We were told, by the Childline offices that the numbers of reported abuse since starting this training have rocketed and remained high – the training certainly seems to raising awareness as well as the knowledge of where to get help for suspected abuse. However we were also given some figures from research that has just been released indicating that 46% of all boys between the ages of 15years and 19 years have raped at least one person younger than themselves.
So Fred saw the impact of the training we do, and spoke with many trainees who waxed lyrical about the impact of the training on their lives and their work at the crèches. It is very moving to hear someone talk about a programme that has such an impact in such a faraway place. The children all seemed very bouncy, yet extraordinarily well behaved – when asked to lie down for photographs they just did it!
The remaining days we visited our friends at Johannesburg Child Welfare to talk about all the training programme they do on on our behalf, we had an atrociously early start [4am] to get to Nelspruit and Mpumalanga province for a day visiting the Childline crèches where training is going on, and to our old friend s at the \teddy bear Clinic where they are treating more and more abused children, to Big Shoes who are trying to do training for volunteers in children’s homes where they take in abandoned babies as well as work with hospitals and the police and social services to try to get abandoned babies to safe medical/social care as soon as possible – see the story Abuse doesn’t always mean sexual abuse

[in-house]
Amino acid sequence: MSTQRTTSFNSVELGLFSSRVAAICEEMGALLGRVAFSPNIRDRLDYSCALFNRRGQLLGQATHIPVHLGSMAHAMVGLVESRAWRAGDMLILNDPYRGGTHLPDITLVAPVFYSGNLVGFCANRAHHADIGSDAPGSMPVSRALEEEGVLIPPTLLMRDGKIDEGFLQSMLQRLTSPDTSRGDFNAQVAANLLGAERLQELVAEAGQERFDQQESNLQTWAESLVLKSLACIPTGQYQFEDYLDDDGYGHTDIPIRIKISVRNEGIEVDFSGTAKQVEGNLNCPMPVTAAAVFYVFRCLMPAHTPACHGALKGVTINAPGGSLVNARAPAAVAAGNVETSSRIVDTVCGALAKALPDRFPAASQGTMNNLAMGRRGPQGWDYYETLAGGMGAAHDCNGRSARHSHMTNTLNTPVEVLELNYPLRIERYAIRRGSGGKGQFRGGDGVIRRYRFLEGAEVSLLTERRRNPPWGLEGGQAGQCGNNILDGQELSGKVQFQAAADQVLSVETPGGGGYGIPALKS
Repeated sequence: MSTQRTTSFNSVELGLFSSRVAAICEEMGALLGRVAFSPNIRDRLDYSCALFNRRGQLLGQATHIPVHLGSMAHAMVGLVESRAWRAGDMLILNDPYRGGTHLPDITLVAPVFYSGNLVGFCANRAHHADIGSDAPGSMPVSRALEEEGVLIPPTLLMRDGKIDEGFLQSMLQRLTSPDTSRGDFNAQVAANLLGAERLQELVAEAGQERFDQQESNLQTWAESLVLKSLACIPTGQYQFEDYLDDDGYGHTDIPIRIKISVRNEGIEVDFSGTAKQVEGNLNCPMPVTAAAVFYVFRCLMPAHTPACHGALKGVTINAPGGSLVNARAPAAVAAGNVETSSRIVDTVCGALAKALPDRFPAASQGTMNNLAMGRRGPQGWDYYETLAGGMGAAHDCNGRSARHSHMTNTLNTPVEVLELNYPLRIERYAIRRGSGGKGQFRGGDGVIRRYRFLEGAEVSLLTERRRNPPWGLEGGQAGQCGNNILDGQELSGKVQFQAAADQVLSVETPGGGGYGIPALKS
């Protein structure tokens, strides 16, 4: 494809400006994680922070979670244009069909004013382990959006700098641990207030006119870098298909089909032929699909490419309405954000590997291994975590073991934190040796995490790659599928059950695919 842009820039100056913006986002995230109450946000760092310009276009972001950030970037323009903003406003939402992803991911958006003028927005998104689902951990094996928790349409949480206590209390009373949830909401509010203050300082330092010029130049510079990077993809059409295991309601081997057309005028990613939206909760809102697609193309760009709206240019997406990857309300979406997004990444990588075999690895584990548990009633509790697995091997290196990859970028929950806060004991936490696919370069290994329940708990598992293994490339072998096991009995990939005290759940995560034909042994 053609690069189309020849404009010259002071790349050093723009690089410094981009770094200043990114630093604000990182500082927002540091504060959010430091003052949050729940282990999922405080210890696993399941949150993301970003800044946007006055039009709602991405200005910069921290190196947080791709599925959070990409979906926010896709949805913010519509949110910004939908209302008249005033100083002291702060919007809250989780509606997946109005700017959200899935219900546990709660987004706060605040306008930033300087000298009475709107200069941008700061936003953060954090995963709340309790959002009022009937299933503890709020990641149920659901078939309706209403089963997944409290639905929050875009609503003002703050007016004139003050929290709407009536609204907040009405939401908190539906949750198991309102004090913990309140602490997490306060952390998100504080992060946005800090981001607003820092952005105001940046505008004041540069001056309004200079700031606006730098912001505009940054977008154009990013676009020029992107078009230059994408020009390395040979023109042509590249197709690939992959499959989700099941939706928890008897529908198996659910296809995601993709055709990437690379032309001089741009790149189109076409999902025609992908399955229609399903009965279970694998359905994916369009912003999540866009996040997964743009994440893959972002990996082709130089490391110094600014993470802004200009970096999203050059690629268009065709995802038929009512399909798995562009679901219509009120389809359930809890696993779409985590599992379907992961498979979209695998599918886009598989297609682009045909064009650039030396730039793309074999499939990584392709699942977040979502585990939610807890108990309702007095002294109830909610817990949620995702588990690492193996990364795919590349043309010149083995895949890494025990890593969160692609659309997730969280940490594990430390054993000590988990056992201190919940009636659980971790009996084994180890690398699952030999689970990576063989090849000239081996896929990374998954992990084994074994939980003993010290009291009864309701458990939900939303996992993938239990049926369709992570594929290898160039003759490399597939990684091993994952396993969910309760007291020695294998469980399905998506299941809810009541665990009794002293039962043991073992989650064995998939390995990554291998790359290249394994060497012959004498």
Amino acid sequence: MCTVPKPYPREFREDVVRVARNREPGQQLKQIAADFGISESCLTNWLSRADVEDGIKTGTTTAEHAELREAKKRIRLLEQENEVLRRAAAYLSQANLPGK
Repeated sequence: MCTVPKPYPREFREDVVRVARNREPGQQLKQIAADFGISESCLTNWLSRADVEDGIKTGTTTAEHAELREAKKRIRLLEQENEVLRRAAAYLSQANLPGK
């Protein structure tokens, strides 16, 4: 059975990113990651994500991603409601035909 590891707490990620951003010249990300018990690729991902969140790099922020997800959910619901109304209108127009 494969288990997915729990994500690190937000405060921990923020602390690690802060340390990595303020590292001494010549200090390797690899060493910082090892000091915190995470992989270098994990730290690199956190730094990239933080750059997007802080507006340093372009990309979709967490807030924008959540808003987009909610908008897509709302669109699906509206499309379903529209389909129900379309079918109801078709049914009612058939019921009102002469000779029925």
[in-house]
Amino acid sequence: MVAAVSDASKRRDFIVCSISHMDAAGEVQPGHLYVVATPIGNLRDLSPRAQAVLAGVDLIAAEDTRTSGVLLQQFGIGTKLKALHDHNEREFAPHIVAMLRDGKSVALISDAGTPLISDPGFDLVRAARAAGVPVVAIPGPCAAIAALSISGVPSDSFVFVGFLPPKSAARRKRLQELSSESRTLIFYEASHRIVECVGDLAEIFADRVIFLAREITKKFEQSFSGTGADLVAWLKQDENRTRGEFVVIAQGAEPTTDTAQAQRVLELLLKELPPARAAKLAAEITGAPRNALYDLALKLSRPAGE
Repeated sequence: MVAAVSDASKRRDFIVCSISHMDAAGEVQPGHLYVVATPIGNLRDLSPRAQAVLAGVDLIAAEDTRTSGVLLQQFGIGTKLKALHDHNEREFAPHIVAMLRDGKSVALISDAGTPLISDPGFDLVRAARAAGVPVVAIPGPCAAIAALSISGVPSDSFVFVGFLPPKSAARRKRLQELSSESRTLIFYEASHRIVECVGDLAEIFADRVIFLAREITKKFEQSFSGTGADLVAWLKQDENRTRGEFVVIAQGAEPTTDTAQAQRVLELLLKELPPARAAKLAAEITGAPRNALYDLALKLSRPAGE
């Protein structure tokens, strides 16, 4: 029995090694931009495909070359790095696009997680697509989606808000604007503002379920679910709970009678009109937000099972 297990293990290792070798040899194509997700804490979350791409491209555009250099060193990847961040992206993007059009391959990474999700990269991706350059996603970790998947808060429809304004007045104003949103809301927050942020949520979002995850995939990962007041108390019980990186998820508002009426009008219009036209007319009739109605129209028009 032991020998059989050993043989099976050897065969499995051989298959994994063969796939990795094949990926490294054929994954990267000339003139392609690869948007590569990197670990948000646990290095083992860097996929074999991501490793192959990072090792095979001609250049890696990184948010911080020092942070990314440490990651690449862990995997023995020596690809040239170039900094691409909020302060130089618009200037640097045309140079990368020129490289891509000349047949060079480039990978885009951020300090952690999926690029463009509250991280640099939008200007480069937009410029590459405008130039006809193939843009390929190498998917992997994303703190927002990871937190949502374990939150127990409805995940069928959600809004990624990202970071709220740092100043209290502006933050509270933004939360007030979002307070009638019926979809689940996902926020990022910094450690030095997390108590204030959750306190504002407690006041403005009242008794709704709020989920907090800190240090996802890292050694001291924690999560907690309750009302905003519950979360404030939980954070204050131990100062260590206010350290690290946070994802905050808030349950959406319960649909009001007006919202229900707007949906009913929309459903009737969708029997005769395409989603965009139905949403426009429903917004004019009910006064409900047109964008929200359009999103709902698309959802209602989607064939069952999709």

This time there were no thefts, and I wasn’t mugged or burgled ….. I think that counts as a good trip!